Knee Arthroscopy

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Knee arthroscopy is a surgical procedure that is used to diagnose and treat knee joint problems such as osteoarthritis, meniscus tears, and ligament damage. It's much less invasive than open surgery, which means people who have this surgery generally recover more quickly and are less likely to suffer from surgical complications.

What is Arthroscopy?

Arthroscopy is a surgical technique in which a surgeon uses specialised medical instruments to look inside joins without having to make a large open incision in the skin. The medical device that allows them to do this is a kind of endoscope called an arthroscope.

The arthroscope is a long tube with a tiny lighted camera at one end. The other end of the tube connects to a video screen, allowing the camera to transmit images to the screen for the surgeon to view. The arthroscope is small that it can be inserted through a tiny incision in the skin, and manoeuvred into position without causing harm to surrounding tissues. Once the arthroscope is in place, the surgeon can clearly see and work with the joint and its associated tissues.

The arthroscopic technique can be used to diagnose a range of different knee problems, including tears in the meniscus or cruciate ligaments, problems with the patella (kneecap), and others. It can also be used to perform some kinds of repair surgery, such as ligament and meniscus repair, and sometimes even knee replacement surgery.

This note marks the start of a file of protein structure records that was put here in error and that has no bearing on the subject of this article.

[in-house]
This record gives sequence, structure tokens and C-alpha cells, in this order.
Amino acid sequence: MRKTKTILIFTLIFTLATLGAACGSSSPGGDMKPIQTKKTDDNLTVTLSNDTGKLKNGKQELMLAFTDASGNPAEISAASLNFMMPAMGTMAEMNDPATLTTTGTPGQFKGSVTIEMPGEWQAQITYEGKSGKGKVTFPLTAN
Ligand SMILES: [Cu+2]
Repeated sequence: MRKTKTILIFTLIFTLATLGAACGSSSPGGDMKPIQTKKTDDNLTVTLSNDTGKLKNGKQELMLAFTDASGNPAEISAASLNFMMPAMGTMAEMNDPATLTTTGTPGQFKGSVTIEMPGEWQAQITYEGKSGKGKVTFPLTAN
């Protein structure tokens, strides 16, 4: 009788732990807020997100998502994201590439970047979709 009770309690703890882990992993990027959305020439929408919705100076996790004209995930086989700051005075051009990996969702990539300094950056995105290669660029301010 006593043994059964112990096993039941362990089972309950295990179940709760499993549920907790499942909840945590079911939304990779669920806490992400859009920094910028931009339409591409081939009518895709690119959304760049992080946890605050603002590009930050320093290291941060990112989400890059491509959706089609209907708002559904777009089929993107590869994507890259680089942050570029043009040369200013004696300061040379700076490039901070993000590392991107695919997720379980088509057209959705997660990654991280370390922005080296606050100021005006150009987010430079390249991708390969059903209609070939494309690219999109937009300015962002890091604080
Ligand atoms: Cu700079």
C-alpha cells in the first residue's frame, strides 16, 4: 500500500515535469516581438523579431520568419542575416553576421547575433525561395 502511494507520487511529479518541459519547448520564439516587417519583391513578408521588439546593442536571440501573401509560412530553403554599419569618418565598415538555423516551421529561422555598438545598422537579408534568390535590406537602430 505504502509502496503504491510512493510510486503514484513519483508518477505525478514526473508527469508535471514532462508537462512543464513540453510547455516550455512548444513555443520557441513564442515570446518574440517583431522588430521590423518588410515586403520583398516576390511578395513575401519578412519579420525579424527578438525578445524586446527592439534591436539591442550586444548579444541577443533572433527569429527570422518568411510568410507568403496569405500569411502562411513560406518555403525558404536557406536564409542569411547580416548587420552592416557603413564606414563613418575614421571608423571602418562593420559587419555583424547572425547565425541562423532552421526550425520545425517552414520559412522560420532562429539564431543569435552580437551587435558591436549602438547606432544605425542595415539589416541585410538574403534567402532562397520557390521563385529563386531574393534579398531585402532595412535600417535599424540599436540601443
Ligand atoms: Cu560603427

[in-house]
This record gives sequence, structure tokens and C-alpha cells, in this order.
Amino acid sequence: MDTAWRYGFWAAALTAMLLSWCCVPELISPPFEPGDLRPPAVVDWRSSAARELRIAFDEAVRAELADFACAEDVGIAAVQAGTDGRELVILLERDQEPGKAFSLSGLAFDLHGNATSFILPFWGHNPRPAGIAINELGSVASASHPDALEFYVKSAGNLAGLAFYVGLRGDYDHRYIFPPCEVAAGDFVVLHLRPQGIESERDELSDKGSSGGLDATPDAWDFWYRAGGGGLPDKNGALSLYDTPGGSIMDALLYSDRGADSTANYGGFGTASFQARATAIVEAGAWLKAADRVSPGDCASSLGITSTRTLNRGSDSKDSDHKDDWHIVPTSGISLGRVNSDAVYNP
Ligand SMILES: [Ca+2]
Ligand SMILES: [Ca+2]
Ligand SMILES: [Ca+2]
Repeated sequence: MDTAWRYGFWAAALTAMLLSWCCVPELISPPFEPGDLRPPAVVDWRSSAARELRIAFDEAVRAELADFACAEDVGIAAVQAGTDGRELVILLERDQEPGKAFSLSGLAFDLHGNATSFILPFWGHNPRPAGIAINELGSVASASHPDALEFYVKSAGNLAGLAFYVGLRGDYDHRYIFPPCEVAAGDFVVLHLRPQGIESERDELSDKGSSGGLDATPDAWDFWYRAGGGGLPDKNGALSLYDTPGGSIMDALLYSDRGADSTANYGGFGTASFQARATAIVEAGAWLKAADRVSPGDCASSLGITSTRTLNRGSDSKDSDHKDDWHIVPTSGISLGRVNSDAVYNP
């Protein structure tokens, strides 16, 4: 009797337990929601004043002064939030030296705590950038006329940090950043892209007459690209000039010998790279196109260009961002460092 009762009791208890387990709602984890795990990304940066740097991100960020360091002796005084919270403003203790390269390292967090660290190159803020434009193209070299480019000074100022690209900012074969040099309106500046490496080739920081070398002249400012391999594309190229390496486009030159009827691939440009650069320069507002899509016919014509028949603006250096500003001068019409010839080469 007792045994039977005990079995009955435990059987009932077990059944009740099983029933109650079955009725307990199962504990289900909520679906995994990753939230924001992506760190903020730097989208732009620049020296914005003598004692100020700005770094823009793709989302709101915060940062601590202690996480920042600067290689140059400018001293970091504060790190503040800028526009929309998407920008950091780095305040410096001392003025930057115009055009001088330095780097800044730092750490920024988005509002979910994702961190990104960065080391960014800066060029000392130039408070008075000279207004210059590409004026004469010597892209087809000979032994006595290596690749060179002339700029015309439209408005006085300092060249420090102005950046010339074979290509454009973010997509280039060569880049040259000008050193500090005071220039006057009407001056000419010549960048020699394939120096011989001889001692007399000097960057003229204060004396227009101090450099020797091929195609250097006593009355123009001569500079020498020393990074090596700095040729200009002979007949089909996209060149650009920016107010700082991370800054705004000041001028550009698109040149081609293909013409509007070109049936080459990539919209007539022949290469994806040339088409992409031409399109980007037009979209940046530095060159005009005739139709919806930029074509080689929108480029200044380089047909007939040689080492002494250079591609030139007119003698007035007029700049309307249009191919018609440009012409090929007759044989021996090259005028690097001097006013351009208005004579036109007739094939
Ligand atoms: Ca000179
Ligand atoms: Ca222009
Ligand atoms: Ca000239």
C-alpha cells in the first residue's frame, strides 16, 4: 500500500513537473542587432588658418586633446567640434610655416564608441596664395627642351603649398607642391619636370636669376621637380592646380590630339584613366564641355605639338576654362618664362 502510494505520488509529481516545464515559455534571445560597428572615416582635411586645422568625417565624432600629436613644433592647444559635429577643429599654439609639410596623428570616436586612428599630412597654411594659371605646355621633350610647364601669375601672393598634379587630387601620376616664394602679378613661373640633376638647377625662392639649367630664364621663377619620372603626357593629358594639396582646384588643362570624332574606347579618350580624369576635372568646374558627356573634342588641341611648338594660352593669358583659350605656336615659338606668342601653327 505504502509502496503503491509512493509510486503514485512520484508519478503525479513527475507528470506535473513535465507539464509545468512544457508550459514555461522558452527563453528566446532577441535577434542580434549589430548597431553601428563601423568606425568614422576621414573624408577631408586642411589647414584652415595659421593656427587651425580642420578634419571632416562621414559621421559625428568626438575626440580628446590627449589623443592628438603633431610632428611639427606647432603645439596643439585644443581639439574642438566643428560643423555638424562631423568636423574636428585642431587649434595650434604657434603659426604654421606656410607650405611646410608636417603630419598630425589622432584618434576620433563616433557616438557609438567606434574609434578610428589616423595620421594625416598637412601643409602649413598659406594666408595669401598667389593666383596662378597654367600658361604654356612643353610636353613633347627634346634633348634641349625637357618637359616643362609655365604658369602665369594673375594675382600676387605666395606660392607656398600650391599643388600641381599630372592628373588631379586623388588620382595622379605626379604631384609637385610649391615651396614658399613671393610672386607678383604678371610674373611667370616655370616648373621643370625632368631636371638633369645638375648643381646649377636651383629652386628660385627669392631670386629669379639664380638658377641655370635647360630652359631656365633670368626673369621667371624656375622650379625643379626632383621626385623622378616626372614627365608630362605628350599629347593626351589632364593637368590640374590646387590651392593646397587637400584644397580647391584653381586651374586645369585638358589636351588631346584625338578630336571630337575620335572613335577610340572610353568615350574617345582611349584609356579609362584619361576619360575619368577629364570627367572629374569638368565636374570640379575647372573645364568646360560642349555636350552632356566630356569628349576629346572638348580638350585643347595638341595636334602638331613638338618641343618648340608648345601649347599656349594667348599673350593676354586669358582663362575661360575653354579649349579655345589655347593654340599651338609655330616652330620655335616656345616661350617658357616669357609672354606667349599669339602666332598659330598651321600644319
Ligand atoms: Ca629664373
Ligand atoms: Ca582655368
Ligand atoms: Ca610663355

Arthroscopy for the Knee Joint

Arthroscopic surgery can be performed on a patient under general or local anaesthetic depending on the requirements of the procedure. If the patient is awake during the surgery they typically receive some sedation to help them relax.

In the first phase of surgery the surgeon starts by making small incisions in the skin around the knee joint. Next, sterile saline is pumped in to the knee via the incisions. This expands the tissues of the knee and makes it easier for the surgeon to examine the joint. Next, the arthroscope is inserted into the knee via one of the incisions, and the surgeon examines the joint. If the procedure is purely diagnostic, the surgeon will remove the arthroscope, drain the saline, and close the incisions.

If the procedure also includes some surgery to the knee joint the surgeon continues working, using miniature surgical tools that fit through the small incisions. Depending on what they find in the diagnostic part of the procedure, this might be removal of damaged tissue, meniscus or ligament repair, or something else.

Recovering from Arthroscopic Surgery

The recovery time for arthroscopic surgery varies from person to person depending on the kind of surgery they've had, but in general it takes less time to recover from an arthroscopic procedure than it does to recover from an open surgery. For instance, many people who have arthroscopic knee surgery can go home the same day, unless they need to remain in hospital for rehabilitation purposes.

There are still risks associated with arthroscopic surgery, of course, just as there are with all kinds of surgery. Risks such as infection, excessive bleeding, and allergic reactions to anaesthesia or medications are a risk with arthroscopic surgery as they are with open surgery.

While recovery is generally faster and less painful, most people do still experience some pain and joint stiffness after knee arthroscopy. This is especially true if they've had a procedure such as meniscus or ligament repair, or knee replacement surgery. These procedures repair major damage to the knee, so they still require a lengthy recovery and rehabilitation period even when the procedure is completed using arthroscopic tools and techniques.


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